And then I wear disposable diapers. It does bother me that this part of me is environmentally unfriendly, both in terms of their production and their disposal, however cloth would be impractical for me. I live with a housemate and so laundering them would be difficult to hide - washing would be fine as she never goes through my washing line, but drying them would be difficult. I leave my clothes to air-dry, either outside or when it is raining indoors, and she would certainly notice my cloth nappies and plastic pants hanging on the line. In addition to this, I like to leave my laundry to build up until I have a completely full load so I am not turning the washing-machine on unnecessarily, but with cloth nappies it would not be possible to delay washing them for too long because of the smell. Arguably, by increasing the amount I was using electricity and water through washing cloth diapers it would simply be moving my environmental impact to another area.

    And, on top of that, I will admit that I simply prefer disposable diapers. I do own a couple of all-in-one cloth diapers, but I prefer to use them as diaper covers and as added protection against leaks than I like to use them as a diaper in themselves. To me, cloth diapers just don't really feel like diapers. Additionally, I like the convenience of being able to take a diaper out of the package, put it on, use it, take it off and dispose of it. I don't know if this is truly a good excuse to ignore the option of cloth, but nevertheless as guilty as it does make me feel when I dwell on it, I cannot see myself giving up disposables any time soon.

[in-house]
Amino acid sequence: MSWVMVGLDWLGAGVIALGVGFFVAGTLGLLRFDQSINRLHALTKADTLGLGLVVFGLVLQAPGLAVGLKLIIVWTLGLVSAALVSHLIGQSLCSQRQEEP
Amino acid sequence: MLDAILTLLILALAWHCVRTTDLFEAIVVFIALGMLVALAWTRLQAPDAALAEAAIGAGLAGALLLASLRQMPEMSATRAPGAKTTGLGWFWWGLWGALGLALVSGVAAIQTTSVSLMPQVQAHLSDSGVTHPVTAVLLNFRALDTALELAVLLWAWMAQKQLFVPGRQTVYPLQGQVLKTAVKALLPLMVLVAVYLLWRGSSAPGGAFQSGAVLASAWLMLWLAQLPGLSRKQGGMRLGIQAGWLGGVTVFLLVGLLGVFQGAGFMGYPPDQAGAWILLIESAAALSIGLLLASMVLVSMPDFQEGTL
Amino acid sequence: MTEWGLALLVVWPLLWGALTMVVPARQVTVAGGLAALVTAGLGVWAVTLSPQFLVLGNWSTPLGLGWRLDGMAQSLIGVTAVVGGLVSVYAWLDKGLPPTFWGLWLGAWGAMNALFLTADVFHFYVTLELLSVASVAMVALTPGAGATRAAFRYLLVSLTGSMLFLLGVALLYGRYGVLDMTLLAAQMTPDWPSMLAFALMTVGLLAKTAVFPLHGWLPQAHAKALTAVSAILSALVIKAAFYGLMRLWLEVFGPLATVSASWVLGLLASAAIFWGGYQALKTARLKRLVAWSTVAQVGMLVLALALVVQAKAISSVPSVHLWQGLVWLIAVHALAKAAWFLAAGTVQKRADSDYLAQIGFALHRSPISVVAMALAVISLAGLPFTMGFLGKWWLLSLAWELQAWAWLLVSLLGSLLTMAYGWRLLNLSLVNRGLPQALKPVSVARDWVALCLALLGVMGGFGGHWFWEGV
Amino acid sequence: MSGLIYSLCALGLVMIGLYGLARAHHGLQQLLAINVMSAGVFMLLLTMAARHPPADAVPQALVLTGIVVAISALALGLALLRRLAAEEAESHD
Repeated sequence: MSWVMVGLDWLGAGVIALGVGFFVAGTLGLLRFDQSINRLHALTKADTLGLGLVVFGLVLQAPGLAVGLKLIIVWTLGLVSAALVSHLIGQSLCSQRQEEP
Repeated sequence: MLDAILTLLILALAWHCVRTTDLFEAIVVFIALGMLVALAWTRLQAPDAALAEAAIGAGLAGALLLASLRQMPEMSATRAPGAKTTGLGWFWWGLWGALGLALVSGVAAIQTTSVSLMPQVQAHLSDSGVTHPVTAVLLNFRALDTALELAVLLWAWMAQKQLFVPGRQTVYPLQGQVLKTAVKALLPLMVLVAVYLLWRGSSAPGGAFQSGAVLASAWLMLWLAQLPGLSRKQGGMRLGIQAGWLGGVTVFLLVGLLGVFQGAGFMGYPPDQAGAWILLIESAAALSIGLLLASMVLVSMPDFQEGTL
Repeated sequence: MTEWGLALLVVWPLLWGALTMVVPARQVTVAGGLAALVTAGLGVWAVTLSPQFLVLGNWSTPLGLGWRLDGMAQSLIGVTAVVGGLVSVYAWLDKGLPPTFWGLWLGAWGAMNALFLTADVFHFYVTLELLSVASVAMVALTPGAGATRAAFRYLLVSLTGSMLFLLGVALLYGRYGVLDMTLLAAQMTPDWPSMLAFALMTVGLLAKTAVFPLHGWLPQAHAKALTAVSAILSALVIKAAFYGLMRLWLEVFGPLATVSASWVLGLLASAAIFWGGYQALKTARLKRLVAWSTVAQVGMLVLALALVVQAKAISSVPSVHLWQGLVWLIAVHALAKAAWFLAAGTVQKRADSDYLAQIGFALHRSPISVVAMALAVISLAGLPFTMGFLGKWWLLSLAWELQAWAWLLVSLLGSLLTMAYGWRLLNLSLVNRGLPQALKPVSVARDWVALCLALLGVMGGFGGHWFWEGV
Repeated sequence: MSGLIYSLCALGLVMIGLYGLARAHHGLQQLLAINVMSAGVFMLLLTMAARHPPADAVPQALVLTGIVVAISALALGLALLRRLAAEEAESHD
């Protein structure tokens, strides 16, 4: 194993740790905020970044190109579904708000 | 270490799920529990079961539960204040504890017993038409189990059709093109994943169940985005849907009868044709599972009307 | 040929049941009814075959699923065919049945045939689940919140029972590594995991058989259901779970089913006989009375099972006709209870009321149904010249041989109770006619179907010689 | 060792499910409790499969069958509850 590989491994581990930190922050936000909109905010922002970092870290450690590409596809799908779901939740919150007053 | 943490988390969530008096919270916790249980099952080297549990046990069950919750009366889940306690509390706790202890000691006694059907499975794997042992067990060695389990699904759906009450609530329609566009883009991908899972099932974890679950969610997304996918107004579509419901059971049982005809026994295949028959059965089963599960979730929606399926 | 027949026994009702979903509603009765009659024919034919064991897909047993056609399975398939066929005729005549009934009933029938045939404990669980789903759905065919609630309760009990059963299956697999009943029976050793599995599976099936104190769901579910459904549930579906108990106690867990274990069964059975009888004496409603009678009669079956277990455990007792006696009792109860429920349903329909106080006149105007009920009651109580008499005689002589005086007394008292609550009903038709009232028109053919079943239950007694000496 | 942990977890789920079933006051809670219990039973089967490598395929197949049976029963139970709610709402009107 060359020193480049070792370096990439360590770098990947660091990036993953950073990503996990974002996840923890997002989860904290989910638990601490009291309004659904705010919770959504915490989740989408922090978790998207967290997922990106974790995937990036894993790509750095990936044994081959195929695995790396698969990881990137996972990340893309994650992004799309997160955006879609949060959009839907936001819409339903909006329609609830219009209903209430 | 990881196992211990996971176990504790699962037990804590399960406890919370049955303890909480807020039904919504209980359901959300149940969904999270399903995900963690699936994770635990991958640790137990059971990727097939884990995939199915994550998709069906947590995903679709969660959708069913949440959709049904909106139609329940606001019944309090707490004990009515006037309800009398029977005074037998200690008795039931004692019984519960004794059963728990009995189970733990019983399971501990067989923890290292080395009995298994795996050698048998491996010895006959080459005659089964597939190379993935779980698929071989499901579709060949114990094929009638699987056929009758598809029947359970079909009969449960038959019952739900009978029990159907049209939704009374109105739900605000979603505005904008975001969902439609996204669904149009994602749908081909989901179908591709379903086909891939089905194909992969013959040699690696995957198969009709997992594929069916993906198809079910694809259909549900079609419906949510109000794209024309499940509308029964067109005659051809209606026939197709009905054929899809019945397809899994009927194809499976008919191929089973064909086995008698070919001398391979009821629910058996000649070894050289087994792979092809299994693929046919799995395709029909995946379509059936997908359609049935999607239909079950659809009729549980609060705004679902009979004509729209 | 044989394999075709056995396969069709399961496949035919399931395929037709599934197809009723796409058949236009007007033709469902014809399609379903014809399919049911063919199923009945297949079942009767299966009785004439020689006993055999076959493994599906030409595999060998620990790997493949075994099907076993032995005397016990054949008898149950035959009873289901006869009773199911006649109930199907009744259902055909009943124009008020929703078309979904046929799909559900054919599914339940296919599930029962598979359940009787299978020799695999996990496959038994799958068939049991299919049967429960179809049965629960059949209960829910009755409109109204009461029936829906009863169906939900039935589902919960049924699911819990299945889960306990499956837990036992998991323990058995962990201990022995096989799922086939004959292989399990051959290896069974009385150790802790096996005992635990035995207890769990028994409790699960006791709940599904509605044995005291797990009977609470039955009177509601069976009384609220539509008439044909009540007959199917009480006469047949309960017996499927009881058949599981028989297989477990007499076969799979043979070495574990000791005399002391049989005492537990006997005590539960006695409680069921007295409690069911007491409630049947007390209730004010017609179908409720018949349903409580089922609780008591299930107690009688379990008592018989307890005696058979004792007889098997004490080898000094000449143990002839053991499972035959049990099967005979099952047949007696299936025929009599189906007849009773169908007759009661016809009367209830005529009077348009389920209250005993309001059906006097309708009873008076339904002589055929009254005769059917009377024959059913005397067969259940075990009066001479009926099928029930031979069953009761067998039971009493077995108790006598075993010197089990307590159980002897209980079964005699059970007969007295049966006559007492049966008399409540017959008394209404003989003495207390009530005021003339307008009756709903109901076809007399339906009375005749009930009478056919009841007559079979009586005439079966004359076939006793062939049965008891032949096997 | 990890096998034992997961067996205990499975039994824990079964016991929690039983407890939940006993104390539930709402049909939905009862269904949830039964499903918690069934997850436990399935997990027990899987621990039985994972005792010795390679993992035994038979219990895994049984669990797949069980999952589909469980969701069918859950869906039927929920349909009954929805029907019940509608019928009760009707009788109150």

That said, if a biodegradable low-environmental impact disposable was made then I would almost certainly switch to it, even though it would probably be rather expensive. I hope that in my lifetime biodegradable adult diapers do become available - biodegradable baby diapers already exist, and I always buy these to use as stuffers. I also make sure I always buy biodegradable baby wipes. Both of these items are more expensive than the standard baby diapers and stuffers, but doing so does off-set some of my guilt surrounding my use of disposable diapers. It makes me feel better to know that, although I don't feel able to give up disposable diapers I am at least taking what steps I can towards lowering my environmental-impact surrounding diaper-use.

  9. #9


    It would be nice when biodegradable adult diapers come out that are just like our favorites- Bambinos, Abena, etc and all sorts of designs too.

    But biodegradability isn't the only bio issue. Wastage is another problem- I believe they use paper or it's pulp (not quite sure) I think they should start using hemp product instead & for paper & in place of cotton (much stronger). Unfortunately since hemp can't be grown in the USA, and importing hemp would be a waste of fuel the only way to allow this would be to legalize marijuana. (Oh no the countries gonna go to pot - oops no pun intentended. And kids will be smoking it - Actually legalization will allow better treatment for people instead of being treated as criminals. Anyways sorry for the rant. Me fighting for my cause(s).

  10. #10


    Quote Originally Posted by LittlePony View Post
    I think they should start using hemp product instead & for paper & in place of cotton (much stronger). Unfortunately since hemp can't be grown in the USA, and importing hemp would be a waste of fuel the only way to allow this would be to legalize marijuana.
    They would not have to legalize the smoking of marijuana in order to grow hemp. France is Europe's biggest producer of hemp, but has arguably the harshest EU law system in relation to smoking marijuana - the use of even minor amounts or marijuana is punishable by jail. Similarly, in much of the European Union, including the UK, smoking cannabis is against the law, however, growing hemp for commercial use is not illegal if you have a license. The same is true in Canada and Australia, and so I don't imagine that if the USA did legalise growing hemp that they would automatically have to legalise smoking marijuana.